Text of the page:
MYKOLAIV, Ukraine — Russian missiles struck two university complexes Friday morning in the southern city of Mykolaiv, heavily damaging nearby shops and buildings and injuring at least four people, the regional governor said.
Washington Post reporters heard explosions in the city starting around 7:30 a.m. local time. An official investigating possible war crimes could be seen examining a crater caused by one of the weapons, which the governor identified as S-300 surface-to-air missiles.
Also on Friday, President Volodymyr Zelensky denounced Russia as a “terrorist state” after Thursday’s missile attack on civilian targets in the central Ukrainian city of Vinnytsia, which left at least 23 dead. Russia, which has denied causing civilian casualties throughout the war despite overwhelming evidence to the contrary, claimed Friday that the Vinnytsia strike targeted a meeting between Ukrainian officials and foreign arms dealers.
The strikes on the university complexes in Mykolaiv were from nine S-300 missiles, a surface-to-air weapon that the Ukrainian military has said Russian forces have resorted to using for land targets, possibly because of a shortage of surface-to-surface missiles.
At Mykolaiv National University, the blasts shattered hundreds of windows and partially collapsed the top floor of the university’s main, Soviet-era building. The explosions launched furniture across classrooms and destroyed laboratories filled with research equipment.
Inside the building, police officers standing amid stacks of books removed broken glass from the windows of a small library. Outside, dozens of municipal workers swept the streets clean of glass as heavy machinery removed broken concrete thrown dozens of feet by the blasts.
Workers from Ukraine’s State Emergency Service flew a drone to survey the damage to a partially collapsed section of the university’s main building. At least three impact craters were visible. One of the strikes blasted shrapnel and debris into nearby shops and destroyed a semi-truck parked on a side street.
At the National University of Shipbuilding, also struck on Friday, a stream of employees entered the building to gather documents and computers from the now windowless offices. University employee Yuri Alekseev carefully loaded stacks of research papers and computer equipment in his van after receiving a call from a frantic professor hoping to save what was left of their office.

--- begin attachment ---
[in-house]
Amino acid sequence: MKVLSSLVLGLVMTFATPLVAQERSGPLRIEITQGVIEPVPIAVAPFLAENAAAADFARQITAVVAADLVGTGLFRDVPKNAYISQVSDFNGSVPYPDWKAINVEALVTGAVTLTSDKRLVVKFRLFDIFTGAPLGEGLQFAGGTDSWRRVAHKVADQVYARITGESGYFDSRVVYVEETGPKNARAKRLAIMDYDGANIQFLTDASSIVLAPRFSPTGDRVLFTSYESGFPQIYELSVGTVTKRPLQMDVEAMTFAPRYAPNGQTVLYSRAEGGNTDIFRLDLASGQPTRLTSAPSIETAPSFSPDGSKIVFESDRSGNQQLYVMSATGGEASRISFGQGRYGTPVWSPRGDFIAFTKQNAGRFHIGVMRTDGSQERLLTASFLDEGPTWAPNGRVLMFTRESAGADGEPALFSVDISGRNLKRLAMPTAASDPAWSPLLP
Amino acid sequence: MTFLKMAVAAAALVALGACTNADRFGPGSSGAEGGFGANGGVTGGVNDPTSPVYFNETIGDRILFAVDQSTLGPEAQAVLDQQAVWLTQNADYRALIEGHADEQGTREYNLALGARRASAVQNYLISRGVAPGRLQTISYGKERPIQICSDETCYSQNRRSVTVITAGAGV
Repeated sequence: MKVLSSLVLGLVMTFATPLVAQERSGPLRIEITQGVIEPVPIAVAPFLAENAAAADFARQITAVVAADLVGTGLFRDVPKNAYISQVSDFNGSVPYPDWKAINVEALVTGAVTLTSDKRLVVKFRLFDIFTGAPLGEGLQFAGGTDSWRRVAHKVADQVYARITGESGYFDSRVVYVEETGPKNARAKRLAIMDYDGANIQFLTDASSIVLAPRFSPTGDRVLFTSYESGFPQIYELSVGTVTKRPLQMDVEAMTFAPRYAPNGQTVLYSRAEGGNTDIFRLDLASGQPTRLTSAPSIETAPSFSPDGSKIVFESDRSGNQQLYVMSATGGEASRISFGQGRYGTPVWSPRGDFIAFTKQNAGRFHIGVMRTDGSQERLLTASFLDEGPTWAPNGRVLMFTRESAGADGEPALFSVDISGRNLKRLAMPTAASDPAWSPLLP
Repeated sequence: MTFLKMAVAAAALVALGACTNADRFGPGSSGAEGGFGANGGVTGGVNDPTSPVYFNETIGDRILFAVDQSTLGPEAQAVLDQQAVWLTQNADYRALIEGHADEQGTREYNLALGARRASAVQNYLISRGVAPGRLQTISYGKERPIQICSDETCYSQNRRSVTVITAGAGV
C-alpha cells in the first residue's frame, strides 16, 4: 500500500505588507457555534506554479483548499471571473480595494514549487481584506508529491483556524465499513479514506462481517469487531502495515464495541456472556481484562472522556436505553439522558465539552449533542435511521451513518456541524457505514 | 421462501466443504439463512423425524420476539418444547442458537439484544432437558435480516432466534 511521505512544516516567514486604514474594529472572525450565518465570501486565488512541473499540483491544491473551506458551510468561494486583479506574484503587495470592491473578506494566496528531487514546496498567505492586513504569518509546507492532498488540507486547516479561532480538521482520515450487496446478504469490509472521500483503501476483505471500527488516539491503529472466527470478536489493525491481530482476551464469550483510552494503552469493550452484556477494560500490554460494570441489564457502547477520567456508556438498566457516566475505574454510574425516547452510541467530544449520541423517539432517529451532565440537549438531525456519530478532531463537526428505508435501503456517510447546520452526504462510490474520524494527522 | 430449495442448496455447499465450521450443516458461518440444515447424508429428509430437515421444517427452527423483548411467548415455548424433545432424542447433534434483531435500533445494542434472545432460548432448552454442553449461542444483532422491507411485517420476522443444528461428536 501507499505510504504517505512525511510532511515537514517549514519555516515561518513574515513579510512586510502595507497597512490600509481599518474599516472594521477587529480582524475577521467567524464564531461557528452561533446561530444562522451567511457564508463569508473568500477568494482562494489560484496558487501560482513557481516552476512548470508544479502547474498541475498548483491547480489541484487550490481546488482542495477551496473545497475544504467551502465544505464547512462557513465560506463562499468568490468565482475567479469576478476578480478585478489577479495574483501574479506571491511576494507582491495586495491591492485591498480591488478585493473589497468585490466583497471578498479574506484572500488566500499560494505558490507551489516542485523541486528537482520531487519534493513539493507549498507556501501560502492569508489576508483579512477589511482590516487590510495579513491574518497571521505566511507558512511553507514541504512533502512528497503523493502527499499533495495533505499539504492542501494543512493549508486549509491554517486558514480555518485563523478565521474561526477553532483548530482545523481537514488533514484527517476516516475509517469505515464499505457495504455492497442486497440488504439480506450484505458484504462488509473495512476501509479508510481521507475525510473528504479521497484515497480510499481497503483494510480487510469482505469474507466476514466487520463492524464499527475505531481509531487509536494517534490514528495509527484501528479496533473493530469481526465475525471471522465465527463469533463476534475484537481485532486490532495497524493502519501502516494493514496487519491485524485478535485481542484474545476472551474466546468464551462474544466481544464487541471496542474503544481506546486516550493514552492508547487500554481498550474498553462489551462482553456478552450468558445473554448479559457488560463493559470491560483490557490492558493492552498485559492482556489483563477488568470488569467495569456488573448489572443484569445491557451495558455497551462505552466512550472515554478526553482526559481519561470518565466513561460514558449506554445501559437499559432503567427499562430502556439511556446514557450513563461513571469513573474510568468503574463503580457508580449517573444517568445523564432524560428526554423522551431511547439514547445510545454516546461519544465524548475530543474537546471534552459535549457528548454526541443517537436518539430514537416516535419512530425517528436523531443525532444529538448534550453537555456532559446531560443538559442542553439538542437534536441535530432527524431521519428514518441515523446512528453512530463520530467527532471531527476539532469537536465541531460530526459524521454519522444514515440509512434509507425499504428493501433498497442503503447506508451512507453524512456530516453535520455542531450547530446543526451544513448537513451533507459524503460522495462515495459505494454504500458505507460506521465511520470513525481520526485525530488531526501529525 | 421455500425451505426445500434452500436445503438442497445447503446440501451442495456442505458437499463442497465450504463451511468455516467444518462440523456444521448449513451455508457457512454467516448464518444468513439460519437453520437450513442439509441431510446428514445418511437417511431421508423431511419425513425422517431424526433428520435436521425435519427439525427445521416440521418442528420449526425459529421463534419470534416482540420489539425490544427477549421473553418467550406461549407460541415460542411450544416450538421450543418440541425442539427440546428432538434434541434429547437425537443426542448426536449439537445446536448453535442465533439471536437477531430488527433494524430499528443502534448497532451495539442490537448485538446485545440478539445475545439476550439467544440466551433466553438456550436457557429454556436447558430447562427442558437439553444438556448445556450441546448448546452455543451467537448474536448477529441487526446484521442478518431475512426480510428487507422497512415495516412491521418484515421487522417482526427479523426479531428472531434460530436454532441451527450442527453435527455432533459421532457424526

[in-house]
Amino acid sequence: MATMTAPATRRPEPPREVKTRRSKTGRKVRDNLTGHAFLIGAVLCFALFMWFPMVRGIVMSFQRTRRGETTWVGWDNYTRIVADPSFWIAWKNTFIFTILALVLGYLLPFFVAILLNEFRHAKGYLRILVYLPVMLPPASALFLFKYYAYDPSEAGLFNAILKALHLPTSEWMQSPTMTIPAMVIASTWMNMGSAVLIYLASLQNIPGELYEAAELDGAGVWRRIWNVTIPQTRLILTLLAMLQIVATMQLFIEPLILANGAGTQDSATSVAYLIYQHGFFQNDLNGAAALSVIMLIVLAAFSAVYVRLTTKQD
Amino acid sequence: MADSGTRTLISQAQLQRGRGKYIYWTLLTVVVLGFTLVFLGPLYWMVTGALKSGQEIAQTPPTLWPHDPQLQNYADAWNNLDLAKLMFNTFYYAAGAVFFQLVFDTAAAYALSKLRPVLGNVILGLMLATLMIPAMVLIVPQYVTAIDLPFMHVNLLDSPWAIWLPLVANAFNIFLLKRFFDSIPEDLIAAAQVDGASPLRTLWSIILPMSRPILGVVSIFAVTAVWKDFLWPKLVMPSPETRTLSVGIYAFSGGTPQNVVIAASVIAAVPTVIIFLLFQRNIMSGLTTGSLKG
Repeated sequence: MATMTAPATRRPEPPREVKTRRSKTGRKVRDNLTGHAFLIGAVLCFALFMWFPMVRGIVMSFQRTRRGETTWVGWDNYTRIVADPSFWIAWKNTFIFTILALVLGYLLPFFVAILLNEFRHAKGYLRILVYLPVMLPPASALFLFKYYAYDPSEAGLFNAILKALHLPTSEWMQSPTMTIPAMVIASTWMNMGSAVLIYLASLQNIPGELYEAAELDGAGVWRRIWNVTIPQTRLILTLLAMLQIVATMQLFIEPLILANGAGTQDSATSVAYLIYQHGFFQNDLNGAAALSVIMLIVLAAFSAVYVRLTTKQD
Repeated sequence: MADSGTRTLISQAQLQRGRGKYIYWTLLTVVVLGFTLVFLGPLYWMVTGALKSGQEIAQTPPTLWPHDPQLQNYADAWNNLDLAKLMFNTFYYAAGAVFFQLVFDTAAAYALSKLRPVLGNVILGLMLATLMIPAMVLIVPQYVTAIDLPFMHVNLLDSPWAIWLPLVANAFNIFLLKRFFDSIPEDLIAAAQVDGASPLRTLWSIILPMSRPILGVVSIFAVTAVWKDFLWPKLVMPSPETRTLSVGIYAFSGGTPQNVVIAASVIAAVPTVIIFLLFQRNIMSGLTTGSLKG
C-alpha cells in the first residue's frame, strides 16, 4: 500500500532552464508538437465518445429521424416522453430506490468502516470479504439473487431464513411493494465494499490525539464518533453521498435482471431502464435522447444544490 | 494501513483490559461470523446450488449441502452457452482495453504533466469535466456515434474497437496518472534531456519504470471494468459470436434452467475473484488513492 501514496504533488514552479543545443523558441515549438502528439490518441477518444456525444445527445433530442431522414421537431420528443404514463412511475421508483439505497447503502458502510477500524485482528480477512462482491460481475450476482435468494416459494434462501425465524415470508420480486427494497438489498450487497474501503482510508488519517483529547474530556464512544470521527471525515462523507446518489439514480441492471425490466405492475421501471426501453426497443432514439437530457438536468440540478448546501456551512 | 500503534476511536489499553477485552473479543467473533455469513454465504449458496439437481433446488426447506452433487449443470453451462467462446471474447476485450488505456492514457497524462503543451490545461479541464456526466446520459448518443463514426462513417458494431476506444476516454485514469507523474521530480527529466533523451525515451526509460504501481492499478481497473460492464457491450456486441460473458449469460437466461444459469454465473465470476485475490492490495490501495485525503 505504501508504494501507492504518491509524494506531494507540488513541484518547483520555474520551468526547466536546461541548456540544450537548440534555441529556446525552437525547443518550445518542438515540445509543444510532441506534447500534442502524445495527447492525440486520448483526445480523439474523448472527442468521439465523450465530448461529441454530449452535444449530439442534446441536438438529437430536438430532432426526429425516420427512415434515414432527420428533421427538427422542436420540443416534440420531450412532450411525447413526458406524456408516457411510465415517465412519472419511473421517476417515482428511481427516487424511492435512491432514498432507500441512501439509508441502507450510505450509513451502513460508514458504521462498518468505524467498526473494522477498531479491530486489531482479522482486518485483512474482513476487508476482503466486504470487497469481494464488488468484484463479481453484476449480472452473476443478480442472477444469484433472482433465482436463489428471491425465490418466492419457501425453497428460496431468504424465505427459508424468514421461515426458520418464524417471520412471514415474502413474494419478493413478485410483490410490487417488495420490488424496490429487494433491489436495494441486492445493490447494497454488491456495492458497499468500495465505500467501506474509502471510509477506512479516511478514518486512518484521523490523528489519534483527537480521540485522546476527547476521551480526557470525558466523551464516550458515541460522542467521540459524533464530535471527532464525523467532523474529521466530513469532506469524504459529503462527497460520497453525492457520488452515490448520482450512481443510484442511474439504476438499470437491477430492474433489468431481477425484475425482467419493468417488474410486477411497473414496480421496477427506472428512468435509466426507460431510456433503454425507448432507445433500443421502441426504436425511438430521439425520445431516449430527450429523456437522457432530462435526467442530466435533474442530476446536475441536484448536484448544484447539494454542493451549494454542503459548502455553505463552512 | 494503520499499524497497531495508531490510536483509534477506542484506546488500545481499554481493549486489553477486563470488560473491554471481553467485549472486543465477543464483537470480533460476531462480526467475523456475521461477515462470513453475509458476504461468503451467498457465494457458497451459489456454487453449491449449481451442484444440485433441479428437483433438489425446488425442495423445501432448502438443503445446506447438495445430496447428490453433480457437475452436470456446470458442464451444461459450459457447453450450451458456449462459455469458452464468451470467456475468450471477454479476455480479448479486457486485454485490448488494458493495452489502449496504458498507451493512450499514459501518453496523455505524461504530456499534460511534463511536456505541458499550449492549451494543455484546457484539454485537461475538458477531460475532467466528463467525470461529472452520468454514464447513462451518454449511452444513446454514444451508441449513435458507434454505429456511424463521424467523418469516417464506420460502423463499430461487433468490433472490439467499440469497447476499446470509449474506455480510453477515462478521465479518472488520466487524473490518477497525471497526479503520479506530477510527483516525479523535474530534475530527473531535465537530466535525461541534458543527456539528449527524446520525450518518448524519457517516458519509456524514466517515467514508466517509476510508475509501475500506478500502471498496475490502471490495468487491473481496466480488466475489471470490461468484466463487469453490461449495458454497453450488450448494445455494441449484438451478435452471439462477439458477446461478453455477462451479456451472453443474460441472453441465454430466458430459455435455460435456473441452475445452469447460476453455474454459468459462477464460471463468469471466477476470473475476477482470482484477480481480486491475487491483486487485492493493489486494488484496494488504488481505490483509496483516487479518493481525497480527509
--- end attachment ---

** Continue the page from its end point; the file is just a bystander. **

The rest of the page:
“War is war, but studies must continue,” Alekseev said.
Outside, a member of the region’s office prosecuting war crimes examined a large crater near the building, pulling missile fragments from the freshly upturned earth.
In Vinnytsia, far from the front lines, the search continued for dozens of missing people Friday, after Thursday’s missile strike that killed 23 and injured scores of others, Ukraine’s State Emergency Service said. A woman laid red roses near the target of a missile strike, and rescuers waded through buildings with collapsed walls and shattered windows. A forklift took away the scorched husks of cars.
Three children were among the dead, one of them a child with Down syndrome named Lisa, Ukrainian officials said.
Russia’s Defense Ministry claimed Friday that its missiles targeted a meeting of the command of the Ukrainian armed forces, according to Russian news agency Tass. Ukrainian officials accused Moscow of striking a location with no military targets and shared images that appeared to show a bloodied child and a stroller lying on a street littered with debris.
Russia routinely claims it strikes only military targets, even when there is overwhelming evidence to the contrary.
Zelensky said the missiles also destroyed a medical center, and he called on the “democratic world” to declare Russia a “terrorist state.”